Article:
My personal business philosophy is to make sure that my vendors are paid promptly every time.  I make a point to tell them frequently how much I appreciate them and I continue to reward them with my business.  And guess what? When I need something…they have my back.  They are there day or night willing to go to work to help me shine. That is a beautiful thing!

If you want to get a read on how well (or not) you are treating your vendors…imagine this…

You see a very important prospect getting into the elevator with your smallest vendor.  Are you nervous about what might be revealed about you and your organization during their conversation ?  What would your smallest vendor say to your prospect about how you treat people and how you do business?  Would they win the prospect’s business or sabotage it? 

This is how important vendor relations are to your business. Your expensive marketing campaign, shiny brand launch and snazzy PR can all be annihilated by one unhappy vendor. 

So hug a vendor today, pick up the phone and let them know how much you appreciate them, send a gift or better yet…send them that overdue check they’ve been waiting for!

Karyn Ruth White is a Motivational Comedian, Humorist, Funny Keynote Presenter and Author. Her presentation style is high energy, clean, clever and very funny. She headlines conferences throughout the U.S.  Check out her Programs at www.karynruth.com/Keynotes. For speaking inquiries, go to www.karynruth.com/Contact or email info@karynruth.com or call 303-369-8277.  For daily hope and humor follow her on Twitter @karynruth.

 

 

 

LOVE IN LEADERSHIP

 

 

February Blog Series Theme: Heart at Work

#2) Love in Leadership

My Four Part February Blog Series “Heart in Business” continues with a look at love in leadership.  That’s right, I said LOVE. I am using the L word, unabashedly, unapologetically, unflinchingly as it applies to leading others well.

Love in leadership means actually caring about the people you are leading. Not pretending to care, but actually caring! So how do you do that?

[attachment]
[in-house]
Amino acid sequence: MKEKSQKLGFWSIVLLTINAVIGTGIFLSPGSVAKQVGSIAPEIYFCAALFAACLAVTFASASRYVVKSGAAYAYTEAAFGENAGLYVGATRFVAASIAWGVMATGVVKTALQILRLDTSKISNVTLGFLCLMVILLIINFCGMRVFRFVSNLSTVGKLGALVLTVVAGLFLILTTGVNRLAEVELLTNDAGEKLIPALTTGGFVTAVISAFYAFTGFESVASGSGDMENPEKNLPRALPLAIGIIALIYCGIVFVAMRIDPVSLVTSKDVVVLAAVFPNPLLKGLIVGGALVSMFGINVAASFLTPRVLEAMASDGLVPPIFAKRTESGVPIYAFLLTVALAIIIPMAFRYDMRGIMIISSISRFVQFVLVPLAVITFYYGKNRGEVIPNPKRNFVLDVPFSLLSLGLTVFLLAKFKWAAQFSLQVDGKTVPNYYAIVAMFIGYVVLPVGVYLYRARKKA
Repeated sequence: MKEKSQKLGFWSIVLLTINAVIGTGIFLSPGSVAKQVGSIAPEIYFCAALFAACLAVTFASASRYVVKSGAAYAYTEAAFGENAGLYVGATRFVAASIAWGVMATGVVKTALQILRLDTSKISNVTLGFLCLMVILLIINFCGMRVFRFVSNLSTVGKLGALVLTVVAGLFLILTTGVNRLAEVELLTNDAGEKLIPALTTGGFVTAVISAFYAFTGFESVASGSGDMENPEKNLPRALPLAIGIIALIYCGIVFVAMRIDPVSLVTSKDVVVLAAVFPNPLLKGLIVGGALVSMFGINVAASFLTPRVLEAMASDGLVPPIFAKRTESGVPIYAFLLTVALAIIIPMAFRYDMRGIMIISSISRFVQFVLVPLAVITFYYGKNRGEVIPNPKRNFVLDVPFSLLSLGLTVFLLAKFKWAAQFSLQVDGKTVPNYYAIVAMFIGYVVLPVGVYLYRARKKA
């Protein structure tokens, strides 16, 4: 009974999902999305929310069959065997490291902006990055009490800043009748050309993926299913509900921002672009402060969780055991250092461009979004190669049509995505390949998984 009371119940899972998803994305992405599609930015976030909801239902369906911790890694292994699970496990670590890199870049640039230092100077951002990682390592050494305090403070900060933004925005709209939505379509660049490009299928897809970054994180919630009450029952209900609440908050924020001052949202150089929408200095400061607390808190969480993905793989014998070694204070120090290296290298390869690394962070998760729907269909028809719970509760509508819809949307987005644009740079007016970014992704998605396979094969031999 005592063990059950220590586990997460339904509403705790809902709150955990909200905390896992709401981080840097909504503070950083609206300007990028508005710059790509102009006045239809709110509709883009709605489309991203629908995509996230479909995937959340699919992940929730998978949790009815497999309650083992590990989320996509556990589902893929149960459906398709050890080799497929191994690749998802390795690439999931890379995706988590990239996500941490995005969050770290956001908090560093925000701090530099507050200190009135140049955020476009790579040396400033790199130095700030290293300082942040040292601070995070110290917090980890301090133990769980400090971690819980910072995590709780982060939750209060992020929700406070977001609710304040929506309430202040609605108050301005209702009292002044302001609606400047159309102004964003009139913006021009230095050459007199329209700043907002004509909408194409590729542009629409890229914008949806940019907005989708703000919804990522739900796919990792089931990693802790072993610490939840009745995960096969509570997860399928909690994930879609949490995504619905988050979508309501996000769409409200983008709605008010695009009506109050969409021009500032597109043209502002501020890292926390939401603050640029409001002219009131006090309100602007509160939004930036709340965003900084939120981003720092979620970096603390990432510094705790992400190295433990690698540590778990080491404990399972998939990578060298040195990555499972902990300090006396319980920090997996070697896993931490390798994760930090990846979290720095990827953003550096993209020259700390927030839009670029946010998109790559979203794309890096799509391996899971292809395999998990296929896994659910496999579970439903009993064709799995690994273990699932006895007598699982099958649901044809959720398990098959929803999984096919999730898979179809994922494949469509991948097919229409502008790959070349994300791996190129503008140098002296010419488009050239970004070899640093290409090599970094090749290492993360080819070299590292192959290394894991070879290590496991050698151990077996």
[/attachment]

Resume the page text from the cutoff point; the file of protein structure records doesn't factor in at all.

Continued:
First, let’s look at an example of how NOT to do it:

True Story:  I worked with a newly appointed CEO named Harvey.  Harvey’s first official act as a leader was to install an automatic door closer for his office and an obnoxious buzzer he used to summon his assistant who sat within shouting distance.  I used to daydream about shorting the wiring in his buzzer so each time he pushed it, he’d get a shock.  Let’s just say, this was not a man who succeeded in creating a favorable first impression as the leader of an organization.

Harvey knew his PR needed improving, so he set out on a mission to pretend to give a flying fig about the people who worked for him.

One day I needed to deliver something to Harvey’s office. He wasn’t there. So naturally, I took the opportunity to survey the top of his desk…you know just to see if there was anything of interest.  And there was!  Opened to the day’s date sat Harvey’s daily calendar.  In the 10:00AM-11:00AM time slot Harvey had written in bold red ink: “Feign interest in employees.”

FEIGN INTEREST IN EMPLOYEES! First of all, yuck! Secondly, what idiot writes this down? How well do you think Harvey’s PR plan worked?  Exactly…it didn’t.  People can smell B.S. a mile away.  One minute spent engaging sincerely with an employee is worth an hour of “feigning interest.”

13 Ways to Show Love in Leadership

1) Start small.  It’s the little things that go a long way.

2) Give a hard-working employee a Friday afternoon off.  Tell them ahead of time so they can plan some fun with their free afternoon.

3) Ask people how they would like to be thanked.  Some people love public accolades while others would prefer a behind-the-scenes pat on the back.  Ask, so you will know how to make their day.

4) Say THANK YOU! and mean it.  Be specific in your praise.  Instead of just saying Thanks! Good Job! Say: “We couldn’t have completed this project on deadline without you. Thank you for going the extra mile. You are a highly-valued member of the team.”

5) Encourage laughter at work. Professionally applied laughter improves productivity.

6) Admit and be able to laugh at your own mistakes.  Rather than diminish you in the eyes of your people, it will humanize you. (This is a good thing.)

7) Do what you say you’ll do.

8) Be as honest as you can with your people about what’s really going on.

9) Ask them about their world and remember the details.

10) Solicit feedback from your team and LISTEN!

11) Never criticize an employee in public, always talk with them privately.

12) Never forget to show compassion. Remember to bring a human touch (and heart) to work.

13) If all else fails, say it with CASH!

Now go forth and lead with love.

Karyn Ruth White is a Motivational Comedian, Humorist, Funny Keynote Presenter and Author. Her presentation style is high energy, clean, connecting clever and very funny. She headlines conferences throughout the U.S.  Check out her Programs at www.karynruth.com/Keynotes. For speaking inquiries, go to www.karynruth.com/Contact or email info@karynruth.com or call 303-369-8277.  For daily hope and humor follow her on Twitter @karynruth.